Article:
Wailea Kayaking & Snorkeling

Thrilling, that’s how I’d describe our above and below the water adventures with Prodiver Maui in Wailea. Do you know that feeling you get when you’ve just finished an exhilarating roller coaster ride and you can’t wait try it again? That’s how we felt when we came back to shore. We definitely want to come back and do this tour again during humpback whale season.

We swam with honu (Hawaiian green turtles) and manta rays,  saw an octopus, red pencil urchins and pin cushion starfish in addition to the tropical fish. Um, wow!

Red pencil sea urchins

Here we are holding red pencil sea urchins. You wouldn’t laugh at how goofy we look in snorkel masks, would you? Okay, go ahead. You can laugh.

The tour started at Polo Beach in front of the Fairmont Kea Lani where we met our guide Chris. After securing our snorkel gear (provided), and donning (optional) our life vests (provided), Chris assisted us as we put the kayak in the water and boarded it.

We kayaked south while Chris gave us a little history of the coast and told us about certain landmarks — like a celebrity’s home.

Kayaking was actually pretty easy. Neither of us felt fatigued at all. We’ve experienced more strenuous kayaking in Hawaii.

After two different stand up paddle boarders told us there were manta rays in the area, we decided to get in the water. Chris assisted us with the process so that we didn’t turn the kayak over.

It seemed that Chris knew these reefs and the sea life like the back of his hand. He would dive down and pick up interesting animals like sea urchins to bring to the surface for a closer look. We got to hold some of them — including an octopus.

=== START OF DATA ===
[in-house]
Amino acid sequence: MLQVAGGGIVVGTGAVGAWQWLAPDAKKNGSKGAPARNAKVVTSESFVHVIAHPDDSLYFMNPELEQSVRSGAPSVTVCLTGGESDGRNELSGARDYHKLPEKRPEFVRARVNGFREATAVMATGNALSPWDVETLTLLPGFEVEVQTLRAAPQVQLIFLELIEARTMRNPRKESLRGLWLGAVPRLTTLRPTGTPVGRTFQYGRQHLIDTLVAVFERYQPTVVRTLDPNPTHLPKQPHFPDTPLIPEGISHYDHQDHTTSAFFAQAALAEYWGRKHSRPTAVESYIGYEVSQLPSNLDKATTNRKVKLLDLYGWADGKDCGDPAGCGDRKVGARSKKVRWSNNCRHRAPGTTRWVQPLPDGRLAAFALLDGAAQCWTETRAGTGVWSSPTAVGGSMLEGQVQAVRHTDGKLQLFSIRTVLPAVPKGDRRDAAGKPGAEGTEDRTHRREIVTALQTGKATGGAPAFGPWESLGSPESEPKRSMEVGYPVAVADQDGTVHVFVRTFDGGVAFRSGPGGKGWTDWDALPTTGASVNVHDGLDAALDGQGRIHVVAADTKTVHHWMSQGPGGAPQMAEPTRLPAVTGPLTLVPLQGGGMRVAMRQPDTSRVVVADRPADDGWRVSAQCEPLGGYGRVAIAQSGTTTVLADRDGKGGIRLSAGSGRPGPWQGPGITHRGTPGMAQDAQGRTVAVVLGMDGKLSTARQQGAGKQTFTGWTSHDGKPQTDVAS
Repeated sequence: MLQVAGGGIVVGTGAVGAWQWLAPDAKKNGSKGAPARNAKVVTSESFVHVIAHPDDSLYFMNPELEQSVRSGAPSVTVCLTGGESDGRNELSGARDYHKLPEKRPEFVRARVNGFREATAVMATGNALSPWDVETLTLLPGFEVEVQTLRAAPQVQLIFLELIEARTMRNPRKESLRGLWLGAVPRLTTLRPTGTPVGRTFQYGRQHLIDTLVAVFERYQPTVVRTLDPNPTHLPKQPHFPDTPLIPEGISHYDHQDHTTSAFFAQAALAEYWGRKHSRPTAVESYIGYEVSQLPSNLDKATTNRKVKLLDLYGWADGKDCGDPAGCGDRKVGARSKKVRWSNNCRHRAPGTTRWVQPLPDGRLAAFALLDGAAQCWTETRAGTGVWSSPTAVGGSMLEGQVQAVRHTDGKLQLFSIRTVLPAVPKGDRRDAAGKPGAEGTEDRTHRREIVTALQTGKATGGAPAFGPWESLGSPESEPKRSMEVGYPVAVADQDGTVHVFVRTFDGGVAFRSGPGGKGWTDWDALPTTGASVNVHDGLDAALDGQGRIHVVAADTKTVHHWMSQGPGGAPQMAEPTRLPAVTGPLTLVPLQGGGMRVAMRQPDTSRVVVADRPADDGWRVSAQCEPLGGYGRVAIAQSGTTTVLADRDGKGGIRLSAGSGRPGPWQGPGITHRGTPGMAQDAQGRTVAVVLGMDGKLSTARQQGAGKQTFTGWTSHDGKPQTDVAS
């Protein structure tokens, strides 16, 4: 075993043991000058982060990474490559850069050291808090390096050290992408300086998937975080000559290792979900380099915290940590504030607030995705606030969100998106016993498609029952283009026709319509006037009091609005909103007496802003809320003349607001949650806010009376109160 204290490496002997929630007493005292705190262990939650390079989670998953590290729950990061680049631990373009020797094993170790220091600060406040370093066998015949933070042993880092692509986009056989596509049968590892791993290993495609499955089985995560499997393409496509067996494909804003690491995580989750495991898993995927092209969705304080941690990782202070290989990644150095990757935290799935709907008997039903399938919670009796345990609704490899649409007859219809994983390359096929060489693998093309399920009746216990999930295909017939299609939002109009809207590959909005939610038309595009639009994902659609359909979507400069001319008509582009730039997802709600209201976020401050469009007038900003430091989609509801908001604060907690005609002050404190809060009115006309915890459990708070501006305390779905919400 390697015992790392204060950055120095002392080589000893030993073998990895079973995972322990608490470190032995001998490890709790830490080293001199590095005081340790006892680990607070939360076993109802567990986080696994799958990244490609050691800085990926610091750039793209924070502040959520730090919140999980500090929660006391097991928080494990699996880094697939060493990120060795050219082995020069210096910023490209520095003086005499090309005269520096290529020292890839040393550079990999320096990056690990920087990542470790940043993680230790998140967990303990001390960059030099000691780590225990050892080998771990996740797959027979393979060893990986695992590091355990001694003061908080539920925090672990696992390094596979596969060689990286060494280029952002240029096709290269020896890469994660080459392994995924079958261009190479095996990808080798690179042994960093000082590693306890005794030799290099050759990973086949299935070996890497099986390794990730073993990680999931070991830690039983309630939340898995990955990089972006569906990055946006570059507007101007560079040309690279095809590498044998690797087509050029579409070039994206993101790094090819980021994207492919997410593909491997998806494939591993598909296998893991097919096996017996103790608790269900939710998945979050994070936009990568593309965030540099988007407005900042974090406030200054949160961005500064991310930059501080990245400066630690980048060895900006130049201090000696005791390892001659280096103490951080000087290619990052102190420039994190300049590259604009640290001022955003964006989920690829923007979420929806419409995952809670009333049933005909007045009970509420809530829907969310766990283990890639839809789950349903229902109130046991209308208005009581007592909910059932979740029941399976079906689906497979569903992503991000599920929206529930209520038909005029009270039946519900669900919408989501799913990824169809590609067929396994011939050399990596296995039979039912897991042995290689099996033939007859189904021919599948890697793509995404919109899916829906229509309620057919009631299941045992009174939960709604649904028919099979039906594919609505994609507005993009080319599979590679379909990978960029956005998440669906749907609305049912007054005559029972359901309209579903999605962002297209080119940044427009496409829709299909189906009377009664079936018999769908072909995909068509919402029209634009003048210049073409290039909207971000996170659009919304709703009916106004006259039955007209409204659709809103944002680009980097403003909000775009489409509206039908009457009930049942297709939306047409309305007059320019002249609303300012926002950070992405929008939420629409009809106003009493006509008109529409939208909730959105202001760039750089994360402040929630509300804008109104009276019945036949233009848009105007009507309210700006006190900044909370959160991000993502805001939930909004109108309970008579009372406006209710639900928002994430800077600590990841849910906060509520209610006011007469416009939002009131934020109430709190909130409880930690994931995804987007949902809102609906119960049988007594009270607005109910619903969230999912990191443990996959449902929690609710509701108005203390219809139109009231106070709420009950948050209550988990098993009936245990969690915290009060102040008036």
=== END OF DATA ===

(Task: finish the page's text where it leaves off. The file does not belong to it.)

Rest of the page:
Andy holds an octopus

Andy holds an octopus with me by his side

We were both impressed with the quality of snorkeling in Wailea. One of the areas we swam over is called a cleaning station. That’s where honu come to have their shells cleaned by other fish. So, chances of seeing a honu are very, very good on this tour. We saw several both above and below the surface.

Andy created this short video showing the Wailea reef with footage that shows our encounter with a manta ray, a close up of the octopus and more. You’ll even see the two of us looking awesome (ha!) in our snorkel gear.

(Email subscribers: follow this link to watch our Wailea snorkeling video shot with a GoPro.)

When I saw the description of this tour, I wondered how in the world I would get back into the kayak in deep water after snorkeling. Once again, our guide Chris, knew all the tricks to make getting in and out of the kayak an easy process.

From there, it was another easy paddle back to shore while we enjoyed the beautiful Wailea coast views. Once we arrived on the beach, we were already trying to determine when we could do this tour again.

Your hosts, Andy and Sheila, kayaking in Wailea.

Your hosts, Andy and Sheila, kayaking in Wailea.

What to know when you go:

  • This two hour tour is $89 per person.
  • All flotation devises and snorkeling gear were provided.
  • Water was provided.
  • Wear sunscreen, preferable coral safe sunscreen with a mineral block.
  • Our guide took photos of us during the tour and made them available for purchase online.

Note that the Maui Visitors Bureau arranged this tour for us as part of the #seeMaui trip. All opinions are our own.

Ohana Beach Rentals

About Sheila Beal

Sheila Beal is the founder and editor of Go Visit Hawaii. You can connect with Sheila Beal on Twitter, Go Visit Hawaii on Facebook, or Sheila Beal on Google+.

4 comments

  1. The kayak/snorkel tour really was great! I can’t wait to try it again during whale season!

  2. We are leaving in one week for our first trip to Hawaii! We’re going to Maui and found a great condo on Maalaea Bay for a great price through vrbo. We’ve always had good luck with places to stay through them, so hopefully this one will follow the pattern! My question is about the snorkeling. I’d love to take a boat trip to Molokini, but I’m a little concerned my husband would get seasick (he has that tendency). Would you say the kayak snorkeling trip could be a good alternative for us? It definitely looks more private than a boat filled with 100 people. And I know he could do kayaking with no problem.

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